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Knock Out Knee Pain

Protect your knees with these four tried and true training tips.
“Patellofemoral Syndrome in cycling results from the under surface of the knee cap rubbing too hard and for too many repetitions against the femur, grinding away the smooth cartilage on both,” says Brian Prax, a physical therapist based in Jackson Hole, Wyoming. Stay in the saddle and out of Prax’s office with this knee-saving advice.

Raise Your Cadence – A low cadence (fewer than 60 rpm) not only taxes your muscles, but also puts extra stress on your joints. Spin above 80 rpm.

Find the Right Float – The wrong foot positioning can cause knee pain. Your cleat angle should mirror the natural angle of your heel. While no-float pedals have been linked to knee problems, too much float can be just as damaging. Most riders should be comfortable with a maximum of 4.5 degrees of float.

Move Back – When in doubt—and in pain—try moving your cleat back a couple of millimeters. This tiny adjustment can drastically reduce the impact on your knees.

Pedal in Circles – While maintaining a circular pedal stroke, make sure your knees aren’t jutting outward or inward.

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Campagnolo 2011 Super Record Available Now

According to Campagnolo, its 2011 Super Record component set “is speeding up, overtaking even itself!”

The Italian masters have managed to spare about 100 grams or 5% from the approximate 2,000g weight of the 2009 groupset, down to under 1,900 grams for 2011, assuming we’re fitting the optional titanium version of the Ultra Torque bottom bracket.

The speed and feel of the gear shifts is the area where die-hard fans might argue that the Campagnolo ‘clunk’ was its best feature, signifying positivity and durability. But for many, though, a ‘snick’, and a super fast one at that, is what they’re looking for.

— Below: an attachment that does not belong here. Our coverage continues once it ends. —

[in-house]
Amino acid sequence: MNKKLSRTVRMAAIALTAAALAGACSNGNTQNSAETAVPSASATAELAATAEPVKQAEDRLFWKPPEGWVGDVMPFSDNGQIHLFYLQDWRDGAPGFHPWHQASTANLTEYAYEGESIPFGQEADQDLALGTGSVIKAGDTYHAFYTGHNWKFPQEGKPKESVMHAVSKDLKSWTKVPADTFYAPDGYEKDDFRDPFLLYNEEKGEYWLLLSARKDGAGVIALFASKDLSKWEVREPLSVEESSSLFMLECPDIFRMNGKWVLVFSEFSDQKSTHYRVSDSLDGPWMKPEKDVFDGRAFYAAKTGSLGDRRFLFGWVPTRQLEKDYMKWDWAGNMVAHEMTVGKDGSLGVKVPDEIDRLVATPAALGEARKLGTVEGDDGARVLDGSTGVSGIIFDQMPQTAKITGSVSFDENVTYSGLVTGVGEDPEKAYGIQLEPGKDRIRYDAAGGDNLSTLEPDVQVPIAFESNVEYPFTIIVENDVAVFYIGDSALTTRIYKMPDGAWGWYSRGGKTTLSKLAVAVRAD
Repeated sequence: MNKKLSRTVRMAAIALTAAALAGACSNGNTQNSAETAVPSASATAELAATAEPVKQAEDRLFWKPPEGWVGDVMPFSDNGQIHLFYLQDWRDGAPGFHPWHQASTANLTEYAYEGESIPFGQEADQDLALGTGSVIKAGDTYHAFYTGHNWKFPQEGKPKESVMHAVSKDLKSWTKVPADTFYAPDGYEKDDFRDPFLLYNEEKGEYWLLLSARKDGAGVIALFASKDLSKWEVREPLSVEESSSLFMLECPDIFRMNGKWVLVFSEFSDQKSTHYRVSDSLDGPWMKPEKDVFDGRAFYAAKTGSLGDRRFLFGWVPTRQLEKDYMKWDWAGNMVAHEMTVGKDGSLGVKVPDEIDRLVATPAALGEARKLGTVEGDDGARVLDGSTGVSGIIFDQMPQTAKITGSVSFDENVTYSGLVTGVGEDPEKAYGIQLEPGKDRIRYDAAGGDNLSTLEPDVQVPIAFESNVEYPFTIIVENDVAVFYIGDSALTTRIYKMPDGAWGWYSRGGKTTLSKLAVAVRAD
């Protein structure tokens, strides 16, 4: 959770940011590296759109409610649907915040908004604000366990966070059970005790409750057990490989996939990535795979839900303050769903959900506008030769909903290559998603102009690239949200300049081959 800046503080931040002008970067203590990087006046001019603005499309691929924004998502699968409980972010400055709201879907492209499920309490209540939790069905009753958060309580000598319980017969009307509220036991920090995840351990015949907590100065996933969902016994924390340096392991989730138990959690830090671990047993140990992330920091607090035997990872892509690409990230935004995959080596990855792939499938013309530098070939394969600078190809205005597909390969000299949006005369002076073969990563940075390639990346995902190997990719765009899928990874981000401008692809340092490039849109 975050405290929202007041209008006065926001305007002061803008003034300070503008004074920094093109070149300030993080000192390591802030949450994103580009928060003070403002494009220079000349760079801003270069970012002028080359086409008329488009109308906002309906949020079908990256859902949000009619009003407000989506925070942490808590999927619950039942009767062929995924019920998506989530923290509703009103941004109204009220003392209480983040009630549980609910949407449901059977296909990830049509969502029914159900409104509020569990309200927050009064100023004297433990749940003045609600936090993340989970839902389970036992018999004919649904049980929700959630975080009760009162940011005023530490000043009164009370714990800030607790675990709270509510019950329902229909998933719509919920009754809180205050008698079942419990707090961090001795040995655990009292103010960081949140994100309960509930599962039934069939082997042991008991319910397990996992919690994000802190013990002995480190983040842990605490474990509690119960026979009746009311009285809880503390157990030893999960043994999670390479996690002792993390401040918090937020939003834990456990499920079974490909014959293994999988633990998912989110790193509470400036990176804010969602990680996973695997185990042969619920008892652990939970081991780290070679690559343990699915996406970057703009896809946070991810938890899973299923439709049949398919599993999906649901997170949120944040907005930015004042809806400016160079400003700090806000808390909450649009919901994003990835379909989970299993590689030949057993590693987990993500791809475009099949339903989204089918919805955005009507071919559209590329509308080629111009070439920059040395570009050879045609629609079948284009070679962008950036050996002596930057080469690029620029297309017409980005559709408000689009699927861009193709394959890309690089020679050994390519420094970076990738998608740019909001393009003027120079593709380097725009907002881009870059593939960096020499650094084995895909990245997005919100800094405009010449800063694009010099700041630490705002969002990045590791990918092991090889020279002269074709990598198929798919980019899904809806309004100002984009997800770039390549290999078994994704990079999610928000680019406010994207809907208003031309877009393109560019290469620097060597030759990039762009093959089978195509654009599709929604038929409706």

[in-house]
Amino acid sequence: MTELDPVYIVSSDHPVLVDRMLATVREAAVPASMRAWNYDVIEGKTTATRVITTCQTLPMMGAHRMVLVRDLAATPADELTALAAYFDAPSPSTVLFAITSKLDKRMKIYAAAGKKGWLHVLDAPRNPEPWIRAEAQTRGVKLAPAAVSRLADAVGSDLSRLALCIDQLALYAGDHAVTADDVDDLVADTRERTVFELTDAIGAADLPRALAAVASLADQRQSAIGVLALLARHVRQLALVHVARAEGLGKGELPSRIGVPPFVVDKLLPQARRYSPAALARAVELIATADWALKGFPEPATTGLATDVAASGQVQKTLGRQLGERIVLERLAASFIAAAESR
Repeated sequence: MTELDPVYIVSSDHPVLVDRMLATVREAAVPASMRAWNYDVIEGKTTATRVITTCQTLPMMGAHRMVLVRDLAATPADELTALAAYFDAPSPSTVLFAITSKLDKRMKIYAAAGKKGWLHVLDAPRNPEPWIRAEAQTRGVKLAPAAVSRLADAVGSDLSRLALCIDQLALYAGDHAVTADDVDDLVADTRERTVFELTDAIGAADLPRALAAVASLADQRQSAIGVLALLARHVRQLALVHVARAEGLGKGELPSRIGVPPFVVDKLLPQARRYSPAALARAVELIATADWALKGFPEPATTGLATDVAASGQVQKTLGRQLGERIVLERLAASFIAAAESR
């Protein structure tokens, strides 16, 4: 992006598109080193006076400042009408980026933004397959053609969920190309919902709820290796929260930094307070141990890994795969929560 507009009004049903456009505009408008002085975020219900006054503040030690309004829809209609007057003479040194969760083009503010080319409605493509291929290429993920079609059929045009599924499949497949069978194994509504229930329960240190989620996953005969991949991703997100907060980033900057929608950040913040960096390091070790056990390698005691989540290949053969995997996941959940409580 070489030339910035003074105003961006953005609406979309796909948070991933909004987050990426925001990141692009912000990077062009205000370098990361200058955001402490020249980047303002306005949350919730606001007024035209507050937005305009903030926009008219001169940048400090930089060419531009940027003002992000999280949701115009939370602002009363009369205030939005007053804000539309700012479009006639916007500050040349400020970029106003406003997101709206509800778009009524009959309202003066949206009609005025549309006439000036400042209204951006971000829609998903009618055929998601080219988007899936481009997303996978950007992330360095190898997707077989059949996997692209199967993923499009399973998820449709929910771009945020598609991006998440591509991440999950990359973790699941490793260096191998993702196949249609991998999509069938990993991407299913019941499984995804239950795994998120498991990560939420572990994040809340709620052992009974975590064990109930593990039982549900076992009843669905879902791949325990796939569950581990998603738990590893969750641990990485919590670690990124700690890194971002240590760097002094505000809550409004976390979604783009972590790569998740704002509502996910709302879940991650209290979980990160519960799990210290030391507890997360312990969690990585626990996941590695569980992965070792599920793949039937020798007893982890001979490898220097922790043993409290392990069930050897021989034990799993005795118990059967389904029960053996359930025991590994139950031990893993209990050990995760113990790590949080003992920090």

Campagnolo 2011 Super Record Rear Derailleur. At 155g, 15g lighter than 2009 with its new aluminum fixing bolt.

Campagnolo 2011 Super Record Front Derailleur ● 72g for braze-on ● 3g lighter ● Ultra-shift carbon outer cage.

Campagnolo 2011 Super Record Ergopower Ultra Shift levers ● 330g ● approx 10g lighter ● new composite body with revised cable routing ● insert available for larger hands ● hoods available in black, white or red.

Campagnolo 2011 Super Record Chainset ● 680g with standard BB or 640g with optional titanium BB ● Completely new eXtreme Performance Shift System (XPSS) chainrings with 8 chain upshift zones and 2 chain downshift zones ● Optional titanium Ultra Torque axles ● Reverse thread titanium fixing bolt.

Campagnolo 2011 Super Record Brakes ● 272g ● Rear now available optionally with more powerful dual pivot mechanism to match front ● New shoe fitting system ● longer pad in new compound.

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2011 Eddy Merckx EMX-7 Anniversary Limited Edition – Bike Reviews

If you were a world famous cyclists, how would you celebrate your 65th birthday? Eddy Merckx will launch a 2011 EMX-7 Anniversary road bike in celebration of his birthday and 525 victories.

The 2011 Eddy Merckx EMX-7 Anniversary features Merckx’s major wins on special lightweight carbon fiber wheels. This EMX-7 has Xs weaved throughout the frame, internal cable routing, among many more features, making it unlike any other released.

Building the 2011 Eddy Merckx EMX-7 Anniversary Bike was accomplished with three factors in mind. First, the company concentrated on the stiffness in the head tube. From there, designers turned their attentions to the shaping. Lastly, they focused on its aerodynamics.

We were told only 200 will release, and at the time 50 were already sold. What is jaw dropping is the retail price, which comes in at a whopping $21,000!

  • 62HM 1K / HS Fiber combination
  • Carbon Laminate +
  • OSR Technology
  • Airfoil shaped tubing
  • Airfoil Shape seat tube design
  • Aerofork design
  • Internal cables (smooth design)
  • Asymmetric chain stay
  • Tapered head tube 1,5 – 1 1/8 inch
  • Oversized bottom bracket
  • Sizes – 50 / 52 / 54 / 56 / 58 / 60

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Wouter Weylandt just misses win in Sluitingsprijs

The peloton in full sprint with 100m to go.

Today the peloton started in the Sluitingsprijs Putte-Kapelen, the traditional final race of the Belgian cycling season. A five man lead group dominated the race, but in the eleventh and final local lap they were caught by the peloton. So a bunch sprint had to bring the decision in this last Belgian race of 2010. Wouter Weylandt was looking for another win, but he was beated by Adam Blythe. Weylandt had to be satisfied with a second place.